Research on new perovskite lithium battery -Lithium - Ion Battery Equipment

Research on new perovskite lithium battery in Germany -Lithium - Ion Battery Equipment

Today's lithium batteries have many evidences to prove their shortcomings, which prompted people to consider using too many new materials in such devices. When it comes to anode, the goal is to integrate materials and better charge rate and energy density than commonly used graphite, and find a safe way to use lithium without risking dendrite.

Lithium titanate has proved its prospects and has certain commercial value, but the anode made of this material often has lower energy density than graphite and challenges related to cycle life and charging rate.

Lithium titanate battery is one of many ways to eliminate rare, expensive and environmentally harmful materials (especially cobalt and nickel) from the energy storage supply chain.

It is understood that up to now, such batteries are limited by the mismatched performance of anode and cathode, and try to overcome these problems by using 3D porous structure and embedding carbon nano-film into their equipment. These are integrated through a series of novel processes, including molecular coupling, freeze drying and pyrolysis.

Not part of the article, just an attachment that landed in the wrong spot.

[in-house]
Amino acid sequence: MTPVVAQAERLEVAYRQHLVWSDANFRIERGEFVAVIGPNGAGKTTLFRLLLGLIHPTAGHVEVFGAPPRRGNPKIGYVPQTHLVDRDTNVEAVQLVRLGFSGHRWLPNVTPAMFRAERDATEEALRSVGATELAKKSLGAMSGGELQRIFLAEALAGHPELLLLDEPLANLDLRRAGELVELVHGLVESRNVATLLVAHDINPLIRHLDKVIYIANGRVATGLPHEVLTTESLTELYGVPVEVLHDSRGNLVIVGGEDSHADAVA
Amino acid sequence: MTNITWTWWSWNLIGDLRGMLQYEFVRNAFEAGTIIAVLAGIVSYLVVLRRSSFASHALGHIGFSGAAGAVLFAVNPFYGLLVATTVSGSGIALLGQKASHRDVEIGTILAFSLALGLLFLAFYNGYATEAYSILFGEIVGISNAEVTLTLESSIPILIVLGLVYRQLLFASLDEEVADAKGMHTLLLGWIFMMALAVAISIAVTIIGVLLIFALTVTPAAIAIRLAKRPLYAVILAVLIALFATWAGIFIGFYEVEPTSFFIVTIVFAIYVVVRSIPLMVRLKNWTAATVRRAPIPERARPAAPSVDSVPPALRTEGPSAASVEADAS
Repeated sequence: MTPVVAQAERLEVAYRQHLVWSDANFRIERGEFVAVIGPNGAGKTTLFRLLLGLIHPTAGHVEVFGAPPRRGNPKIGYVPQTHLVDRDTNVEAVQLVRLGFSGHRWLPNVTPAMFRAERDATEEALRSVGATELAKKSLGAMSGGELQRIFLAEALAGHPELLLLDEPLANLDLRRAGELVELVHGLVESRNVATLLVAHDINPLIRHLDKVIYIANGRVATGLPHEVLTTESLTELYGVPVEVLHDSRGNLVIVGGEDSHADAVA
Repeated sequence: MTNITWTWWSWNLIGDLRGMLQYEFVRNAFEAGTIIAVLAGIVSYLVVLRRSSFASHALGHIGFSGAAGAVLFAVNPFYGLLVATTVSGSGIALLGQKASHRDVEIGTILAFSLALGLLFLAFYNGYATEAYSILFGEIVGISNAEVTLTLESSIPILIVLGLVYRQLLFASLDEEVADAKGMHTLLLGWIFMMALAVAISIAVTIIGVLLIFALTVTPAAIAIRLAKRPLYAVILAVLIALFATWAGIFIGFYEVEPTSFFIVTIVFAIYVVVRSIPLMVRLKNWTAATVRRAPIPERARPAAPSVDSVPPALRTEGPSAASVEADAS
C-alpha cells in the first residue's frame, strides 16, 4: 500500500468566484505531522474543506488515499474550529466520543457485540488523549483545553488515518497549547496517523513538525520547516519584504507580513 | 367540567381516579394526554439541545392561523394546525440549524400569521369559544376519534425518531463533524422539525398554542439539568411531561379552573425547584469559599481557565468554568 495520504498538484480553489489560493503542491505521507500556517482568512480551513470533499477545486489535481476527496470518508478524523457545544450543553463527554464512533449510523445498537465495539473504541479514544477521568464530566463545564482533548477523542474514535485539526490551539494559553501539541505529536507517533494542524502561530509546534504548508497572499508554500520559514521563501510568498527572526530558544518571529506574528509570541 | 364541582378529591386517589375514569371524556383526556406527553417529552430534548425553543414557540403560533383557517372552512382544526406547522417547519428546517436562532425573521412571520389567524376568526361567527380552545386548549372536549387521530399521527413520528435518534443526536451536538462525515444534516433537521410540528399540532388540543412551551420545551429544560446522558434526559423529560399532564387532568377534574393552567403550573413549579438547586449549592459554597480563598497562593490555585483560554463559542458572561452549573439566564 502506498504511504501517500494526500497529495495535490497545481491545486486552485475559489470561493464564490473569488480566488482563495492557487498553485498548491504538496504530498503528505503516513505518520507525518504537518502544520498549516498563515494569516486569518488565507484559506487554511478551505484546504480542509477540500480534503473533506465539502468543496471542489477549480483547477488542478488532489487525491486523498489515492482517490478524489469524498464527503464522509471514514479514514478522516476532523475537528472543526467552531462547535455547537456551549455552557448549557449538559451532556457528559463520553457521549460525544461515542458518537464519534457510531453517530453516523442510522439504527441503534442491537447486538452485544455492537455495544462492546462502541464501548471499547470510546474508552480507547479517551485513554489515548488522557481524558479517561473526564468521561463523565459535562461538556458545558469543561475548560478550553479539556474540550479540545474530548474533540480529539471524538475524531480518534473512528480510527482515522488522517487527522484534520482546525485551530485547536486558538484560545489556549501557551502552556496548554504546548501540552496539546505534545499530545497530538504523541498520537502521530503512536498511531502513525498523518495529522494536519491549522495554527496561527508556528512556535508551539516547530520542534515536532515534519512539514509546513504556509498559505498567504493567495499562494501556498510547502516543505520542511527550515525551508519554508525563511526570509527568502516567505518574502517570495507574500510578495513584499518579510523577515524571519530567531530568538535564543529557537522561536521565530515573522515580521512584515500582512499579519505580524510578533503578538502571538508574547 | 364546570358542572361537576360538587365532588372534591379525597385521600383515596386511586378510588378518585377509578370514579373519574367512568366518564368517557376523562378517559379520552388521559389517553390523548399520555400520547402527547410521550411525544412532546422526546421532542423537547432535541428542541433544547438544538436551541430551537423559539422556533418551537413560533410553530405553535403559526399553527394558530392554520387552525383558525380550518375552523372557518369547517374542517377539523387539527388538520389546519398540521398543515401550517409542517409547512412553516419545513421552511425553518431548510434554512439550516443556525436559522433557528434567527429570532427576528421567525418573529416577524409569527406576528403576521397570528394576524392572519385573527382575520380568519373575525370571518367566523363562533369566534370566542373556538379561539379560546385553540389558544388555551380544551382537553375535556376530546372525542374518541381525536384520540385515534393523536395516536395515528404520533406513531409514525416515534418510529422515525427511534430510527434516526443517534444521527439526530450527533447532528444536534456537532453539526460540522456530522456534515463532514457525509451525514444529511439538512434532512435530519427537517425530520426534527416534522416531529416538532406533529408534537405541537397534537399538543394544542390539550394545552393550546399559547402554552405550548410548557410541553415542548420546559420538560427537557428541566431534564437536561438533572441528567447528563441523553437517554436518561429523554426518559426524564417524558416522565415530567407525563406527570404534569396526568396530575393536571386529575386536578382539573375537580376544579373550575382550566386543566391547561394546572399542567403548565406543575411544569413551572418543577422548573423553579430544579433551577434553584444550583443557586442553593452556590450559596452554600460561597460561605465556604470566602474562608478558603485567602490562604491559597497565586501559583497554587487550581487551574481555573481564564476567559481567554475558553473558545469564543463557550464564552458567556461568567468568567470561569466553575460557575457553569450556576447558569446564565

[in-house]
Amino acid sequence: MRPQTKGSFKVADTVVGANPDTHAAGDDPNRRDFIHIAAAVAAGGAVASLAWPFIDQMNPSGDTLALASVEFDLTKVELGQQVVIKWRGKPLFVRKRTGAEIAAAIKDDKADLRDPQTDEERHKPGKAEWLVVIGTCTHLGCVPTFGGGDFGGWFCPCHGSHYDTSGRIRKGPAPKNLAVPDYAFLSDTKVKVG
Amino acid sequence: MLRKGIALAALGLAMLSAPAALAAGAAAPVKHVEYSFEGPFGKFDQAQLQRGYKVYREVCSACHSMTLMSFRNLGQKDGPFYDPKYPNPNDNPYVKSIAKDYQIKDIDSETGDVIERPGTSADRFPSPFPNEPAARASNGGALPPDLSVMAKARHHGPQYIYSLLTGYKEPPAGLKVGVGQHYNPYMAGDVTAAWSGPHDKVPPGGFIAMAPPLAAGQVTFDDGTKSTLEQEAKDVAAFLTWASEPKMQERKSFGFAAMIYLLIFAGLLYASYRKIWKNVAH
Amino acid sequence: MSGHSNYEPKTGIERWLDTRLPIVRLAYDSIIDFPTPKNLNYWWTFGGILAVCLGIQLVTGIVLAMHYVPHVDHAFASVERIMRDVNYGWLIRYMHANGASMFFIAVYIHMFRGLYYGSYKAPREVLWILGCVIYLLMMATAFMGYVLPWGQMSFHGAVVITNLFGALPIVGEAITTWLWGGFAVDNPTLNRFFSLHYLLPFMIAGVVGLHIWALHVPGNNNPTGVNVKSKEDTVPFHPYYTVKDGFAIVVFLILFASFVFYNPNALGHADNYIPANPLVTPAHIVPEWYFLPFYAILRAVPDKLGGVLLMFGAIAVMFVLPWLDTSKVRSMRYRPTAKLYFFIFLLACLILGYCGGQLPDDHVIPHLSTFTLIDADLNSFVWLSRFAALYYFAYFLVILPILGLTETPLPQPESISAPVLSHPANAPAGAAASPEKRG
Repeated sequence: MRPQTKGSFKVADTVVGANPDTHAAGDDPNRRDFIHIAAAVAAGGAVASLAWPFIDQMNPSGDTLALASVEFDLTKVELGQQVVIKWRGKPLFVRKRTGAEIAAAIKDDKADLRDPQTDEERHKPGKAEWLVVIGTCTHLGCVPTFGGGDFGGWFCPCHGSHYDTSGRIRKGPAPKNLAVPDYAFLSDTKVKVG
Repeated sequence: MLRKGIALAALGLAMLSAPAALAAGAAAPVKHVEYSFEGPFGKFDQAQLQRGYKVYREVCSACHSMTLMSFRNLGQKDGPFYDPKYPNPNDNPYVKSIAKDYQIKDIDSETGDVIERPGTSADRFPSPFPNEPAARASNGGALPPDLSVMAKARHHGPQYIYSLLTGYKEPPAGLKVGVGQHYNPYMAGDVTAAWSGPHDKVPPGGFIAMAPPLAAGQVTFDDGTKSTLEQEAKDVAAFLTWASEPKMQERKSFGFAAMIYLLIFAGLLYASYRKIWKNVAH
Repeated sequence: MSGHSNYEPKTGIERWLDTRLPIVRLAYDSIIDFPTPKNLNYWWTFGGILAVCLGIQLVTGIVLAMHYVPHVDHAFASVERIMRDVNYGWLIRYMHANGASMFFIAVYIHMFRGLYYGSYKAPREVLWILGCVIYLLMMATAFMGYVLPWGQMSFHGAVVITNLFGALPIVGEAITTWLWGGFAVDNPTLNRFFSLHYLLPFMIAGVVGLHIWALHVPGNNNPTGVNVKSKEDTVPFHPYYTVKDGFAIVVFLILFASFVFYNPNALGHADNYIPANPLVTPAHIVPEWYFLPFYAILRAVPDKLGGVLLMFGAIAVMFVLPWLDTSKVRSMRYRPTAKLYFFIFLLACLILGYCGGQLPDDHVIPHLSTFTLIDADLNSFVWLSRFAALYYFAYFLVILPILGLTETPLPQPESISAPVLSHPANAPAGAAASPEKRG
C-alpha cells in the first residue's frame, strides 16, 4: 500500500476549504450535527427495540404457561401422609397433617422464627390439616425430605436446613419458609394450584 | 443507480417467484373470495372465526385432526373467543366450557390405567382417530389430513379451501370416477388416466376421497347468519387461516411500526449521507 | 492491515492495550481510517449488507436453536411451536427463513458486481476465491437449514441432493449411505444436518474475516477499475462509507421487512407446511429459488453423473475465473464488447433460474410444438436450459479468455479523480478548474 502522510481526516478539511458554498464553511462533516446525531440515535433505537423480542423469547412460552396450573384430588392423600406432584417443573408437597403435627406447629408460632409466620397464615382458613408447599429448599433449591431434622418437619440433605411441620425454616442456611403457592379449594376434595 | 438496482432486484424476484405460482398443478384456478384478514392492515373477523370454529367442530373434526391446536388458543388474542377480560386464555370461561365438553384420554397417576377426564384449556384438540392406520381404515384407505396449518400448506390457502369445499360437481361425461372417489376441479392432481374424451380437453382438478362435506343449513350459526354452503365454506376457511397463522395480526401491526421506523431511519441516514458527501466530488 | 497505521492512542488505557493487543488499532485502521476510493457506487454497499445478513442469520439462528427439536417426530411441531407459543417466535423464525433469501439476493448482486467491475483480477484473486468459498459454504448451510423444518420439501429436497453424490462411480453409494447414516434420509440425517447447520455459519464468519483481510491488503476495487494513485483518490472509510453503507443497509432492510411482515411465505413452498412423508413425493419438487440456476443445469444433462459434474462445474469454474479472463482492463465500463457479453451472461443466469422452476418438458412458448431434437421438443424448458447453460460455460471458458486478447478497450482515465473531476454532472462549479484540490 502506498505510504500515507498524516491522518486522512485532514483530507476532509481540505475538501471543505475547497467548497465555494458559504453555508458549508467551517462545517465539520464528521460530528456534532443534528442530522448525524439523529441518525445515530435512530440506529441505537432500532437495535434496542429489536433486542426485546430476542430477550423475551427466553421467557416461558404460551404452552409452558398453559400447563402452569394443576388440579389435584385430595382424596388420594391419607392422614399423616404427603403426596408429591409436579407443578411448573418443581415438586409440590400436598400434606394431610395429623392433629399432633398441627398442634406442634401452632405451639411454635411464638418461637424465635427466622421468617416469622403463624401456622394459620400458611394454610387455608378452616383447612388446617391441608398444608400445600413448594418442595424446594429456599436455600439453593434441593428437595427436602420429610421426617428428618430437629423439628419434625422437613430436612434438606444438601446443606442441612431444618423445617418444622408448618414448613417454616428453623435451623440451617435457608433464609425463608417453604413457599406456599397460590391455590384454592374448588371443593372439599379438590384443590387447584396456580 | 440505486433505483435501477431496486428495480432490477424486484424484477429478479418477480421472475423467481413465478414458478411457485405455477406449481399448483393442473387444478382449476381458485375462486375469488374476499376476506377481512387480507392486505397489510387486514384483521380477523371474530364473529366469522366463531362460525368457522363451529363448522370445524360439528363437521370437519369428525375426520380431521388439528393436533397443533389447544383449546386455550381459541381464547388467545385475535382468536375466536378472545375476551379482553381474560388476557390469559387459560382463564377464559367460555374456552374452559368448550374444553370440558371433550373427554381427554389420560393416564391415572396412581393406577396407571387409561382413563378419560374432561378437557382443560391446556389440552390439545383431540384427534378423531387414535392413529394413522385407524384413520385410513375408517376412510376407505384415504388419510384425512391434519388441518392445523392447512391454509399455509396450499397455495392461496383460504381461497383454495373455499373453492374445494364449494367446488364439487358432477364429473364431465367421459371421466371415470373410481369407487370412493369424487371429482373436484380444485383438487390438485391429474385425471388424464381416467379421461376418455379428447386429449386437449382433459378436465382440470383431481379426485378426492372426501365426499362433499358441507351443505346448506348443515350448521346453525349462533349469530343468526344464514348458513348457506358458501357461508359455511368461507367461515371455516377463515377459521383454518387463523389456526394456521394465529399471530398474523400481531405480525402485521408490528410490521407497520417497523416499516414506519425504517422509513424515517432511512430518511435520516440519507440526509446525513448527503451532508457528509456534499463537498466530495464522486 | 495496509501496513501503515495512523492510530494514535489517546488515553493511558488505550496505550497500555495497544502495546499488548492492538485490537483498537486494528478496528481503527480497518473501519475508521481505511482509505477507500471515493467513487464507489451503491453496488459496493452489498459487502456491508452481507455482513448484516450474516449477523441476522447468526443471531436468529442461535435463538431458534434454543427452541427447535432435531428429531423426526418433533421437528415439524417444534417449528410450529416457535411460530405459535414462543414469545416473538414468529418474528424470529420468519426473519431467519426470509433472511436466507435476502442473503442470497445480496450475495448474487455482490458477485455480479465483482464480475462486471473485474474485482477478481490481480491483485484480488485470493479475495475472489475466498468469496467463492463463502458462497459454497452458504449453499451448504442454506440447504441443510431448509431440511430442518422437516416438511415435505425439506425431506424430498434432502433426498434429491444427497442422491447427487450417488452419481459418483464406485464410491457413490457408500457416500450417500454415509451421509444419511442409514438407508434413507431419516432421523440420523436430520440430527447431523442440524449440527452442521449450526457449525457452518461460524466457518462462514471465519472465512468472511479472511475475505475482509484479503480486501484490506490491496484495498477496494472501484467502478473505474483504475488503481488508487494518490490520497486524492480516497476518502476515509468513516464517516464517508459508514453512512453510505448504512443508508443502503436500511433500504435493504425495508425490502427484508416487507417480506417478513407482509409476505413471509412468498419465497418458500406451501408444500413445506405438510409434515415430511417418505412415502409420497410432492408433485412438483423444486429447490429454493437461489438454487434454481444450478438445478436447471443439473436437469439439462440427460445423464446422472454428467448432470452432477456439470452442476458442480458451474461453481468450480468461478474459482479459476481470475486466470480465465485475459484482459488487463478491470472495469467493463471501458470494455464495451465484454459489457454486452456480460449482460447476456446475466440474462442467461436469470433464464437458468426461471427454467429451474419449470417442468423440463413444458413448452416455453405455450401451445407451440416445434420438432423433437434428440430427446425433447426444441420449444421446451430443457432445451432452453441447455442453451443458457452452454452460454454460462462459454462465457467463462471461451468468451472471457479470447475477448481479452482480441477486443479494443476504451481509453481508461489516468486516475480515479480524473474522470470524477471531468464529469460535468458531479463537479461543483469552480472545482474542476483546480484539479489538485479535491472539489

Scientists led by the staff of Karlsruhe Institute of Technology (KIT) have achieved encouraging results using lithium lanthanum titanate anode (LLTO), which has perovskite crystal structure.

In the experiment, the working voltage of the anode is less than 1V, and the reversible capacity is 225 mA per gram, and the capacity remains 79% after 3000 cycles. Helmut Ehrenberg, director of KIT Applied Material-Energy Storage System Research Institute, said: Ultimately, battery voltage and energy storage capacity determine the energy density of the battery. In the future, LLTO anode can be a particularly safe and durable high-performance battery.(Lithium - Ion Battery Equipment)

The team pointed out that the performance of their anode was achieved without complex nanoscale engineering. Even for larger particles, LLTO anode shows better power density and charge rate than lithium titanate oxide, which is more widely studied.

The researchers attributed it to the pseudo-capacity property of LLTO, that is, the ion inserted and transferred its charge into the active material layer. Ehrenberg said: Because of the larger particles, LLTO can make electrode production simpler and cheaper in principle.

The group said that their work emphasized the importance of the chemical properties of lithium titanate batteries, and added that they hoped to promote the identification and development of other new titanium anode materials with satisfactory electrochemical properties.



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